Remembering Denmark's “Titanic”
MS Hans Hedtoft was a Danish liner that struck an iceberg and sank on January 30, 1959 on her maiden voyage off the coast of Western Greenland. The only piece of wreckage ever found was a lifebelt. She remains the last known ship sunk by an iceberg with casualties.
Hans Hedtoft set sail from Copenhagen on January 7, 1959. Her voyage to Julianehaab, Greenland, was made in record time. She called at Nuuk, Sisimiut and Maniitsoq before returning to Julianehaab.
On January 29, she began her return journey. The 83-meter (272-foot) ship had 40 crew, 55 passengers and a cargo of frozen fish on board. The next day, she collided with an iceberg about 35 miles (56 kilometers) south of Cape Farewell, the southernmost point of Greenland.
A distress call was made at 13:56 (local time) stating that the ship had hit an iceberg at 59°30′N 43°00′W. The call was answered by USCGC Campbell, the West German trawler Johannes Krüss of Bremerhaven and another West German trawler. Within an hour, another message was sent stating that the engine room was flooded. At 15:12, it was announced that the ship was sinking. At 5:41 p.m., another message from the Hans Hedtoft said, "We are sinking slowly. Need immediate assistance." At 6:07 p.m., the Johannes Krüss picked up the faint traces of another SOS. The message was: "We now fall." No further transmissions were heard from the vessel.
Aircraft in Newfoundland were grounded by the weather and unable to assist in the search. On January 31, USCGC Campbell reported that conditions were the worst seen, and there was no sign of Hans Hedtoft or her passengers and crew. The search was called off on February 7.
The only piece of wreckage ever recovered was a lifebelt which washed ashore on the Faroe Islands some nine months after the ship sank.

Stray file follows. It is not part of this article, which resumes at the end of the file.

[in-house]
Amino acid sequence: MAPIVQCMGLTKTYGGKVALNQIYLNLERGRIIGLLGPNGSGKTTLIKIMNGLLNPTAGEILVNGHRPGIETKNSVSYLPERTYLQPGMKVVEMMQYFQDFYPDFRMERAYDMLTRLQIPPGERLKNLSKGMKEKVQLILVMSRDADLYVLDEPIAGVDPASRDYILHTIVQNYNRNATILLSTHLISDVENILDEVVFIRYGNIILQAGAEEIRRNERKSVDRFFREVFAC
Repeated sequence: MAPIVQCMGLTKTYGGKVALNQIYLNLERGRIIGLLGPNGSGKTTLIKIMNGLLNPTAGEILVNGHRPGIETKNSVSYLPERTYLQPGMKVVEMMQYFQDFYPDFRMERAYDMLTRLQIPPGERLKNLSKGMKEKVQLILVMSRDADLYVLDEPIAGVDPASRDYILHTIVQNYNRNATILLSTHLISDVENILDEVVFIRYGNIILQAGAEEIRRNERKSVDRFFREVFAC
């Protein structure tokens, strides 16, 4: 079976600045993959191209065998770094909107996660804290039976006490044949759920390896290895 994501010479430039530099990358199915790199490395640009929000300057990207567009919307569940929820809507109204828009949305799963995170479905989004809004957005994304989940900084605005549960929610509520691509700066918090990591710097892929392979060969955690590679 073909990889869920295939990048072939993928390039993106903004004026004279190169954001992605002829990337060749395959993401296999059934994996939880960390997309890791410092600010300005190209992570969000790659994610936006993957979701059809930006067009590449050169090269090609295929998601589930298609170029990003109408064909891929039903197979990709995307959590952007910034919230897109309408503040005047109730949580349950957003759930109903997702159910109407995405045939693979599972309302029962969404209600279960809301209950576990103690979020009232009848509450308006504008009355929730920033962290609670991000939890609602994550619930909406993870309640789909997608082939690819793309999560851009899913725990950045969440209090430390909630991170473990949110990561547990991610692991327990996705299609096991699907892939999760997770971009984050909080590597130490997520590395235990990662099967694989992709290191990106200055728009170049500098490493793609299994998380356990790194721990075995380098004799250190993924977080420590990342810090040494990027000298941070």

As a result of the sinking, the airfield at Narsarsuaq, Greenland, which had closed in November 1958, was reopened.
Hans Hedtoft had been the Royal Greenland Trade (KGH) largest and newest ship. Like the RMS Titanic, she was said to be the safest ship afloat, being described as "unsinkable" by some. Like her more famous predecessor, she was state-of-the-art with a double steel bottom, an armored bow and seven watertight compartments. She also carried the latest navigational instrumentation and radio-equipped life rafts.
Some commentators have asked: Why did the passengers and crew not make any attempt to evacuate the doomed ship? The Hans Hedtoft carried three metallic lifeboats that could carry 35 people each, two 20-man lifeboats and four self-inflated rudder life rafts with automatic distress beacons. Perhaps they had hoped help would arrive. Perhaps the captain decided to keep everyone aboard until the last possible moment because the seas were too rough to attempt launching the lifeboats. Some have hypothesized that the ship capsized after being struck by a rogue wave.
The opinions expressed herein are the author's and not necessarily those of The Maritime Executive.